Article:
English   español  
Por favor, use este identificador para citar o enlazar a este item: http://hdl.handle.net/10261/89023

Daily activity rhythms in temperate coastal fishes: insights from cabled observatory video monitoring

AutorAguzzi, Jacopo ; Sbragaglia, Valerio ; Santamaría, G. ; Río, Joaquín del; Sardà, Francisco ; Nogueras, Marc; Mànuel, Antoni
Palabras claveDaily activity
Temperate fishes
Coastal areas
Western Mediterranean
Swimming rhythms
Cabled video observatories
Fecha de publicaciónjul-2013
EditorInter Research
CitaciónMarine Ecology Progress Series 486: 223-236 (2013)
ResumenThe rhythmic behavior of marine species generates uncertainties in population and biodiversity assessments if the frequency of sampling is too low and irregular over time. Few attempts have been made to link community changes to the rhythmic behavior of individuals within populations. Cabled video observatories can be used to explore community changes over different temporal windows as a result of the activity rhythms of individuals within populations. In this study, we used, for the first time, a coastal cabled observatory (OBSEA) to video monitor activity rhythms of different fish species within an artificial reef area at a high frequency. During 1 mo, 30 min daily count patterns were continuously measured and compared with the corresponding solar irradiance. A significant (p < 0.05) day-night patterning was observed in the majority of recognized taxa by Chi-Square periodogram analysis. Three types of rhythms were identified in waveform plotting: (1) diurnal (Chromis chromis, Coris julis, Diplodus annularis, D. cervinus, D. sargus, D. vulgaris, Serranus cabrilla, Dentex dentex, Symphodus sp.); (2) nocturnal (Atherina sp. and Scorpaena sp.); and (3) crepuscular (Apogon imberbis, Oblada melanura, and Spicara maena). Diurnal species clustered around maximum averaged irradiance (computed from a cosinor analysis). The results were discussed evaluating whether visual count time series represent a reliable proxy for the swimming activity rhythms of individuals and whether the complex habitat use of coastal fishes would require the use of spatial networks of cameras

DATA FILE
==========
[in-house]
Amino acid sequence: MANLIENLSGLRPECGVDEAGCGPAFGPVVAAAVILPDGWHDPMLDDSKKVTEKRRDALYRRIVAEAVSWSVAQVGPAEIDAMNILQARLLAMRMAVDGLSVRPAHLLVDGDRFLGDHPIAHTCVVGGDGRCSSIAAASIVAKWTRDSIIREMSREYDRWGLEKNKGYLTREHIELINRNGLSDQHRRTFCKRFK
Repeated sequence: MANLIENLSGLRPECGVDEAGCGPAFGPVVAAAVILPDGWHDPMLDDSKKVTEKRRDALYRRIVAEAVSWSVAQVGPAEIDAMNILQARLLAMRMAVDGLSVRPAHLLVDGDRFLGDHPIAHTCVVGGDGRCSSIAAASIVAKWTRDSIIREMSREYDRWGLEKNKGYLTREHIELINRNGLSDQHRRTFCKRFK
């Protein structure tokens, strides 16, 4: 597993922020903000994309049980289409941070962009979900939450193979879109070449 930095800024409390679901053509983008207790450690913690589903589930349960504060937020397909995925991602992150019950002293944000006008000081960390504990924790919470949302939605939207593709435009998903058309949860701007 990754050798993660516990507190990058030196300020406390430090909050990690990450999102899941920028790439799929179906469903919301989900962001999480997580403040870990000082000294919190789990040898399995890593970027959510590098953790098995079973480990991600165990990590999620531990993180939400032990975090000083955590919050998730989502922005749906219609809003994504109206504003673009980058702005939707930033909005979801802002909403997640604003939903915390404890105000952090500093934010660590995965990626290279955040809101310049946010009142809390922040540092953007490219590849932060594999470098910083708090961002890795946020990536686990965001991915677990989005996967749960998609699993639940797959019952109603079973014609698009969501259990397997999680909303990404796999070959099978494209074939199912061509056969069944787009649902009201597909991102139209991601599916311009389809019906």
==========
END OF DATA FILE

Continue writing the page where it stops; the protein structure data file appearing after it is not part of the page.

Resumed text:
Descripción14 pages, 4 figures, 1 table
Versión del editorhttp://dx.doi.org/10.3354/meps10399
Identificadoresdoi: 10.3354/meps10399
issn: 0171-8630
e-issn: 1616-1599
Aparece en las colecciones: (ICM) Artículos
Ficheros en este ítem:
Fichero Descripción Tamaño Formato  
m486p223.pdf1,02 MBAdobe PDFVista previa
Mostrar el registro completo

Artículos relacionados:

NOTA: Los ítems de Digital.CSIC están protegidos por copyright, con todos los derechos reservados, a menos que se indique lo contrario.